Never underestimate the power of a woman to change the hearts of a country and the course of history. Women have been doing this for centuries.
In yesterday’s Empress Elisabeth of Austria article, we met a fairy tale princess whose beauty and concern for social justice made her a celebrated princess of the people. Elisabeth’s marriage to Emperor Franz Joseph in 1954 drew attention to her unusual beauty and her role as a queen who cared for the suffering of others despite her unhappy life in Austria’s royal family.
But Elisabeth’s life set the stage for a defining moment in Hungary and Austria’s history. Undoubtedly, it forever changed the course of her own. Here’s a bit of history to understand how.
In 1948, Hungary and Italy rebelled against the Hapsburg dynasty – which was ruled by Austria, aka Franz’s royal family, for more than 200 years. Hungary demanded their independence and challenged Austria’s rule of law, hoping to reinstate their old constitution and become a nation-state with rights to their own national army and legislative freedoms.
A year after the uprising, Franz Joseph took the throne and joined forces with Russia to suppress Hungary’s demands. They succeeded but a long period of passive resistance by Hungary followed. During this time, Franz married Elisabeth who joined him on a political trip in 1857 to Hungary.
When Elizabeth arrived, Hungarians were overwhelmed by her beauty and she impressed Hungary’s royal court.
Count Gyula Andrassy, a persuasive and powerful Hungarian politician, was impressed by Elisabeth’s deep sense of compassion for their political prisoners, culture, and traditions.
Franz’s controlling mother, Princess Sophie of Bavaria, was enraged but Elisabeth’s pleas for peace and reform. Thankfully they didn’t fall on deaf ears. Franz agreed political reforms were necessary and Count Gyula Andrássy, who later became the First Prime Minister of Hungary, made Elisabeth and Franz the royal Queen and King of Hungary.
Union and constitutional changes helped marry the different cultures living in Hungary and Elisabeth opened the door to greater economic development and industrialization. The city of Budapest was formed endearing Elisabeth, who learned to speak Hungarian, to Hungary.
There’s a book The Accidental Empress by Allison Pataki, that describes the Empress Elisabeth’s introduction to the Hungarian court and her first encounter with Count Andrassy. Rumors suggest there may have been more to their relationship but there is no evidence of this; it is something Pataki picks up in her sweeping story about Elisabeth and a second book, Sisi: Empress on Her Own.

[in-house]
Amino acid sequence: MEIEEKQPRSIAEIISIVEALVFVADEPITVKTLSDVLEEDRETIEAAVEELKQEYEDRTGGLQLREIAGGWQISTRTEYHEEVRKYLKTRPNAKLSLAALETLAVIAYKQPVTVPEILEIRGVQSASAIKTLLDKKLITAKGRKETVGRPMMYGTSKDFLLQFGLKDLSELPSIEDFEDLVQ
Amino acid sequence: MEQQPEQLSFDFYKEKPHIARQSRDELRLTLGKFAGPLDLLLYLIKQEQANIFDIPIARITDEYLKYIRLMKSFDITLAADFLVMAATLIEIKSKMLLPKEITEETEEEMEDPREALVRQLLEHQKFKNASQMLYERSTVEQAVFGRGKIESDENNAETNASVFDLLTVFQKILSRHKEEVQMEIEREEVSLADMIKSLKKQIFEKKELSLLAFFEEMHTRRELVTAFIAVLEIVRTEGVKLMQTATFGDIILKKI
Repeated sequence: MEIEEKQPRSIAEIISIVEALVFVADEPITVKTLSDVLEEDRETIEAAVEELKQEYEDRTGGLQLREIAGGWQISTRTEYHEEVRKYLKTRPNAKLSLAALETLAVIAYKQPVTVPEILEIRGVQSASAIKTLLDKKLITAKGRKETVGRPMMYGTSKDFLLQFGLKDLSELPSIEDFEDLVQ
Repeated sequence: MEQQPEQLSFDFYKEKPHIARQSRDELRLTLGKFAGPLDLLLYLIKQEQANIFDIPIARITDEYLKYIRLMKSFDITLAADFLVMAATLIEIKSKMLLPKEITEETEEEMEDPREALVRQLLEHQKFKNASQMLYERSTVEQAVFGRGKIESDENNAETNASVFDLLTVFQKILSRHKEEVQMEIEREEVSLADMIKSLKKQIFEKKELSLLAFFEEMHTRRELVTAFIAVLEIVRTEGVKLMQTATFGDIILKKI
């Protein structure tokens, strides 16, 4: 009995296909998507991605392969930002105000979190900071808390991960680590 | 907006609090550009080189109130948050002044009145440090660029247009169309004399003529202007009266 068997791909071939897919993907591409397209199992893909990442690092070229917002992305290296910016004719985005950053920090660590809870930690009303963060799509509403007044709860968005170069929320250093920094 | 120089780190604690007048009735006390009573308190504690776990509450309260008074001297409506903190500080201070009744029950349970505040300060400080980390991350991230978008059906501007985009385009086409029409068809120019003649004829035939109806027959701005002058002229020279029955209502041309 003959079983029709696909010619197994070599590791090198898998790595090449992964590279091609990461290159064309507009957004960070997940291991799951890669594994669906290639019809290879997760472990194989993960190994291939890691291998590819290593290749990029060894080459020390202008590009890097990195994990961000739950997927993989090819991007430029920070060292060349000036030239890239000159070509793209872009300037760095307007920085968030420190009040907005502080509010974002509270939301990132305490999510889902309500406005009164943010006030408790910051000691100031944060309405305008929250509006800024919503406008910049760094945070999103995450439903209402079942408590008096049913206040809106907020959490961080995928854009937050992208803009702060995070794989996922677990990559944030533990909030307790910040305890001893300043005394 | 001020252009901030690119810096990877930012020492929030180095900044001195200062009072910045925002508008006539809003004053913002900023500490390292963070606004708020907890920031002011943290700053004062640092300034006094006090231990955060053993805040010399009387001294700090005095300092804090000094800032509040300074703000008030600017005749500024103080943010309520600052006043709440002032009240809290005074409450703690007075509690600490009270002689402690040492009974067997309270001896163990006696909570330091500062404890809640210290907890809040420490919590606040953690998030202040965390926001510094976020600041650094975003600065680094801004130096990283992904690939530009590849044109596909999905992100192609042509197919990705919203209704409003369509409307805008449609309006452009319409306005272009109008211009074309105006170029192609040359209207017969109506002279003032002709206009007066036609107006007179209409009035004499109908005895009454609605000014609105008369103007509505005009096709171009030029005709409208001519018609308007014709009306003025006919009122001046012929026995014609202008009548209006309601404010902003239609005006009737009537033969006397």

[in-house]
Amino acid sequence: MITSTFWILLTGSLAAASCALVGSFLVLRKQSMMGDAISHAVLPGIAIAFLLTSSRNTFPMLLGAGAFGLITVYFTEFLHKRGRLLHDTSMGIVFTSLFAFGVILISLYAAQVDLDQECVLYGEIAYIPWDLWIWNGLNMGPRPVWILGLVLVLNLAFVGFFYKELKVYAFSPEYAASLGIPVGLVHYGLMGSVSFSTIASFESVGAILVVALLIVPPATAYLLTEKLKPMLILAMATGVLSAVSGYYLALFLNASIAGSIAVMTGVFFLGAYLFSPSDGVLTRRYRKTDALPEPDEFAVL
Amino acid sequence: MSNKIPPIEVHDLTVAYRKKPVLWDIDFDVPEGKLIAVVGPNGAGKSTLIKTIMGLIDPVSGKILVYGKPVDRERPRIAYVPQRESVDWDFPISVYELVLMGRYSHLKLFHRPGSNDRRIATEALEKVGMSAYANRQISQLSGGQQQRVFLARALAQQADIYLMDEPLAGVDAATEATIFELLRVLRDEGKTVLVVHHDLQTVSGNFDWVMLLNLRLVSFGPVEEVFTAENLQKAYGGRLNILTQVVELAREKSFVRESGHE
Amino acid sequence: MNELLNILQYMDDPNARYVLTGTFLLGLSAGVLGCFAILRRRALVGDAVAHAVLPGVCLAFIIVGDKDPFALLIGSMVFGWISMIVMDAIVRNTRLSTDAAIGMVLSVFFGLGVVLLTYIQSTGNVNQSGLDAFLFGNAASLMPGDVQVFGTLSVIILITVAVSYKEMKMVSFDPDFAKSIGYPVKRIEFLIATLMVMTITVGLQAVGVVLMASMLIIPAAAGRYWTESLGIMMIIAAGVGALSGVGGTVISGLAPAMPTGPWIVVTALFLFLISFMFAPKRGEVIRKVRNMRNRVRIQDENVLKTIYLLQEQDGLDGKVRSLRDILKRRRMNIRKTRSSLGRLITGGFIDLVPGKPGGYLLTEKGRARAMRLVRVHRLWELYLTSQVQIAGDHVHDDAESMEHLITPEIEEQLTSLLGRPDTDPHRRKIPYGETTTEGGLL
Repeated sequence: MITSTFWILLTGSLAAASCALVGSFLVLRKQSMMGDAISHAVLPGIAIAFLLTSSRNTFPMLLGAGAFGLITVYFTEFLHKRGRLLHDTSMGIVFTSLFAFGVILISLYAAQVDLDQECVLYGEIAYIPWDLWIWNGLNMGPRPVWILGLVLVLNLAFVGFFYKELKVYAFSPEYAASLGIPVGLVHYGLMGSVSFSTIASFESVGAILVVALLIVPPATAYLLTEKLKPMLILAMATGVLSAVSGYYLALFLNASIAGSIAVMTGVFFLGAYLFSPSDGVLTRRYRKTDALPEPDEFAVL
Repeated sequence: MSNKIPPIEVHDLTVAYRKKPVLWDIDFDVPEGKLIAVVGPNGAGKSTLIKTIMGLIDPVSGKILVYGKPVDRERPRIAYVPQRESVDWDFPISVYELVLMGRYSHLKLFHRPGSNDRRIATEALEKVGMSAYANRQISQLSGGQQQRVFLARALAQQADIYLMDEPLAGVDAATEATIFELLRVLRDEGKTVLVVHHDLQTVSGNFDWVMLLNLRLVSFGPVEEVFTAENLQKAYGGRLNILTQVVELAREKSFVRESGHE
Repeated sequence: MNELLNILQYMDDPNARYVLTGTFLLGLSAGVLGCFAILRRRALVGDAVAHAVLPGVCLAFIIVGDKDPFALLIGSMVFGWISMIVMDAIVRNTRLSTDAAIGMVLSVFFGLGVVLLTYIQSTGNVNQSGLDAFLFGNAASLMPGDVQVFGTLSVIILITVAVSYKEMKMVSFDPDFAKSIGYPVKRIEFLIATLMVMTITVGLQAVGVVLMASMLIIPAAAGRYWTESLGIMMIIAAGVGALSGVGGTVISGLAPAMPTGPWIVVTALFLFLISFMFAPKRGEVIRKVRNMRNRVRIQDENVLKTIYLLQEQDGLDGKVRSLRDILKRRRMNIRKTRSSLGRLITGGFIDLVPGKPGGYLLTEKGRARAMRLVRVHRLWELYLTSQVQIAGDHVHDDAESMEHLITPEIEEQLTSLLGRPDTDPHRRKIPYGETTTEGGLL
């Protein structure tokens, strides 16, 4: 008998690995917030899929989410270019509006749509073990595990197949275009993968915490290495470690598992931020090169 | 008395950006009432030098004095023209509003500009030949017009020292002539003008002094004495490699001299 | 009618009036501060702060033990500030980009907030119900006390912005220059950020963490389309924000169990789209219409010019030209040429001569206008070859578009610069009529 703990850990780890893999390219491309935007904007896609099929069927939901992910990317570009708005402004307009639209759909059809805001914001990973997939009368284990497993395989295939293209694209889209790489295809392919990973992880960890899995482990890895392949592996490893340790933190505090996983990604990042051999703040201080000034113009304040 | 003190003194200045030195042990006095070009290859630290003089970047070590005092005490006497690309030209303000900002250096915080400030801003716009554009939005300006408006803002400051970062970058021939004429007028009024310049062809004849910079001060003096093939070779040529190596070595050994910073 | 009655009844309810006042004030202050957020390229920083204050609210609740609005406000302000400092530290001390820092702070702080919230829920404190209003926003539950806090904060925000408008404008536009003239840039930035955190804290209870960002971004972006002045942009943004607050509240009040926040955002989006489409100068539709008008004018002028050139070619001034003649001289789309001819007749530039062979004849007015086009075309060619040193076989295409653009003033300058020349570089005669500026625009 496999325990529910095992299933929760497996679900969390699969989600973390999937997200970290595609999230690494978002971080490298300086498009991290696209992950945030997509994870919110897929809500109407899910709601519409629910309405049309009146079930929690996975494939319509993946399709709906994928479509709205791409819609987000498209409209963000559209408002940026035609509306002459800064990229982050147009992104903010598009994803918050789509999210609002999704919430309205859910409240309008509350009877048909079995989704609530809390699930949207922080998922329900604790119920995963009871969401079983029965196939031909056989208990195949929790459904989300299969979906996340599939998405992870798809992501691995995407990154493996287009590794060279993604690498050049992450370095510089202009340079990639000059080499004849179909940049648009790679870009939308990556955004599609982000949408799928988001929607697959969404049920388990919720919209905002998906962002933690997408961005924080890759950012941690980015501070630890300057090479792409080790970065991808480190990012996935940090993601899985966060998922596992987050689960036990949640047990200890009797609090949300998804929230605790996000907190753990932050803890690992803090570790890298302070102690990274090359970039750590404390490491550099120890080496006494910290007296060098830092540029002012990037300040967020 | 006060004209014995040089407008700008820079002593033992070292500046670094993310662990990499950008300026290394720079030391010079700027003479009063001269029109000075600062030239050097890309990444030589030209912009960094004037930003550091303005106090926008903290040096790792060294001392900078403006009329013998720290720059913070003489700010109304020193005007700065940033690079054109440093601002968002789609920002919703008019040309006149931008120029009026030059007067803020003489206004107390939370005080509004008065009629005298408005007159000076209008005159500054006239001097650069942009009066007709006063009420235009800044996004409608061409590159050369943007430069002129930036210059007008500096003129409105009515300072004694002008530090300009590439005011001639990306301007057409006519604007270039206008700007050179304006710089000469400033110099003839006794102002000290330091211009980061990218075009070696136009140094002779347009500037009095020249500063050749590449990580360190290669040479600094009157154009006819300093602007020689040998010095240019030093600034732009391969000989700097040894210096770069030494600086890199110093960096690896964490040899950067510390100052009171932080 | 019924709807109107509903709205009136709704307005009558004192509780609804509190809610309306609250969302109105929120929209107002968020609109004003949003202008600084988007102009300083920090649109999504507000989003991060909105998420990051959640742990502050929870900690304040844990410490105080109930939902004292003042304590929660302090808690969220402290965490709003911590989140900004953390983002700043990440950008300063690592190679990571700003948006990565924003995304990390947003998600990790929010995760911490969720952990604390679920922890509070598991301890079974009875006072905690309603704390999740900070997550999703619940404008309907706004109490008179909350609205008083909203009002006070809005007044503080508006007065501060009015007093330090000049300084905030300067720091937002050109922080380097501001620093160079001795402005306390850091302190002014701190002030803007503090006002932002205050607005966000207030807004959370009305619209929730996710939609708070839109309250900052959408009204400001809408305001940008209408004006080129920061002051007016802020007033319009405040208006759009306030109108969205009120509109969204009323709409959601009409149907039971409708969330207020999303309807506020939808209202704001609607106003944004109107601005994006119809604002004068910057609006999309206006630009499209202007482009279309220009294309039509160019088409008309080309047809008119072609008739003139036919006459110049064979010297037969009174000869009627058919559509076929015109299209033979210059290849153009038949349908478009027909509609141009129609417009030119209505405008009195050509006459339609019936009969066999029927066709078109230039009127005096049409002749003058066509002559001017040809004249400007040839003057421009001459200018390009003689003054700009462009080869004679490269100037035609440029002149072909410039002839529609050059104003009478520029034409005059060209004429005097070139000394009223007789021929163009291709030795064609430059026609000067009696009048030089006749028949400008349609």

What is certain is Elisabeth’s lasting favor among the people and her influence on Hungary’s peace and reformation. In many ways, Elisabeth was like Lady Diana Spencer, the Princess of Wales who married Prince Charles. Lady Diana was also very beautiful but extremely unhappy in the royal family. Both Elisabeth and Diana were obsessive over their weight, with Lady Diana admitting she had an eating disorder.
There are many signs that Elisabeth also suffered from similar challenges after the death of her two-year-old daughter. She had increasing states of melancholy and depression before her death in 1898 and was obsessive about remaining slim.
By 1894, she weighed just 95 pounds and had a waist size of 16 inches. Other extreme habits included frequent fasting, sleeping on a metal bed without a pillow to keep a stiff back, and wrapping her body all night with cloths soaked in apple cider vinegar to help preserve her skin and waistline.
Like Lady Diana whose death was mourned around the world and brought a monarch to her knees, Empress Elisabeth’s casket was followed by “82 sovereigns and high-ranking nobles followed her funeral cortege on the morning of September 17th to the tomb in the Capuchin Church.”
Tomorrow, we connect this princess story to writer Yara Zgheib and her new book, The Girls at 17 Swann Street. The story is about a young woman named Anna who struggles with an eating disorder. We’ve written this feature as an ode to Yara’s beautiful writing and a serious piece about a global epidemic.